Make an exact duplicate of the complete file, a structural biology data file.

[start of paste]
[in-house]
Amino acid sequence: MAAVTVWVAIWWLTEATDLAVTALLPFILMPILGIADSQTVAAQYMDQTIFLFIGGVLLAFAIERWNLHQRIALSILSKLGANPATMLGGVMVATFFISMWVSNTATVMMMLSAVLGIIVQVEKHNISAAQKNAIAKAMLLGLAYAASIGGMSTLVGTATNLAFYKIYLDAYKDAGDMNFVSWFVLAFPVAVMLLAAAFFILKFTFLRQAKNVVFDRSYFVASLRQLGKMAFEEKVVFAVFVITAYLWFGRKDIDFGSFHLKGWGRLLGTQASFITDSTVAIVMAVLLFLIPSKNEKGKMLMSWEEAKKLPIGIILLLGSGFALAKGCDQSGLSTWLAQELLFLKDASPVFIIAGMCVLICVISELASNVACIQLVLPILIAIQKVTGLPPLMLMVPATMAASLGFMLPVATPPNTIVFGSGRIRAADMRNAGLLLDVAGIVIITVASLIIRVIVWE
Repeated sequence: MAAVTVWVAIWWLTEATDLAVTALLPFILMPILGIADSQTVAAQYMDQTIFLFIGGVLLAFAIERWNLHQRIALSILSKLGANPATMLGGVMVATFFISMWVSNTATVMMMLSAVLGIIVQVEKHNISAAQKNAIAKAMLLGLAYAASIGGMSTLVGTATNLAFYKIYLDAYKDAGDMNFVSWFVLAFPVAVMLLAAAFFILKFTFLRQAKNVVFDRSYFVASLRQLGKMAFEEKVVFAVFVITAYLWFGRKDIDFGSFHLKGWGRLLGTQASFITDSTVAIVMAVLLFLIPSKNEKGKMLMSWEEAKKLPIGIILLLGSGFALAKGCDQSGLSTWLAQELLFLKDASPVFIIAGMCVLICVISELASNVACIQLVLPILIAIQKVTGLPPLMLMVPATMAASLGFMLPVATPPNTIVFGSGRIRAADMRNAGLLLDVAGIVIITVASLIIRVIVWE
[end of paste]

[in-house]
Amino acid sequence: MAAVTVWVAIWWLTEATDLAVTALLPFILMPILGIADSQTVAAQYMDQTIFLFIGGVLLAFAIERWNLHQRIALSILSKLGANPATMLGGVMVATFFISMWVSNTATVMMMLSAVLGIIVQVEKHNISAAQKNAIAKAMLLGLAYAASIGGMSTLVGTATNLAFYKIYLDAYKDAGDMNFVSWFVLAFPVAVMLLAAAFFILKFTFLRQAKNVVFDRSYFVASLRQLGKMAFEEKVVFAVFVITAYLWFGRKDIDFGSFHLKGWGRLLGTQASFITDSTVAIVMAVLLFLIPSKNEKGKMLMSWEEAKKLPIGIILLLGSGFALAKGCDQSGLSTWLAQELLFLKDASPVFIIAGMCVLICVISELASNVACIQLVLPILIAIQKVTGLPPLMLMVPATMAASLGFMLPVATPPNTIVFGSGRIRAADMRNAGLLLDVAGIVIITVASLIIRVIVWE
Repeated sequence: MAAVTVWVAIWWLTEATDLAVTALLPFILMPILGIADSQTVAAQYMDQTIFLFIGGVLLAFAIERWNLHQRIALSILSKLGANPATMLGGVMVATFFISMWVSNTATVMMMLSAVLGIIVQVEKHNISAAQKNAIAKAMLLGLAYAASIGGMSTLVGTATNLAFYKIYLDAYKDAGDMNFVSWFVLAFPVAVMLLAAAFFILKFTFLRQAKNVVFDRSYFVASLRQLGKMAFEEKVVFAVFVITAYLWFGRKDIDFGSFHLKGWGRLLGTQASFITDSTVAIVMAVLLFLIPSKNEKGKMLMSWEEAKKLPIGIILLLGSGFALAKGCDQSGLSTWLAQELLFLKDASPVFIIAGMCVLICVISELASNVACIQLVLPILIAIQKVTGLPPLMLMVPATMAASLGFMLPVATPPNTIVFGSGRIRAADMRNAGLLLDVAGIVIITVASLIIRVIVWE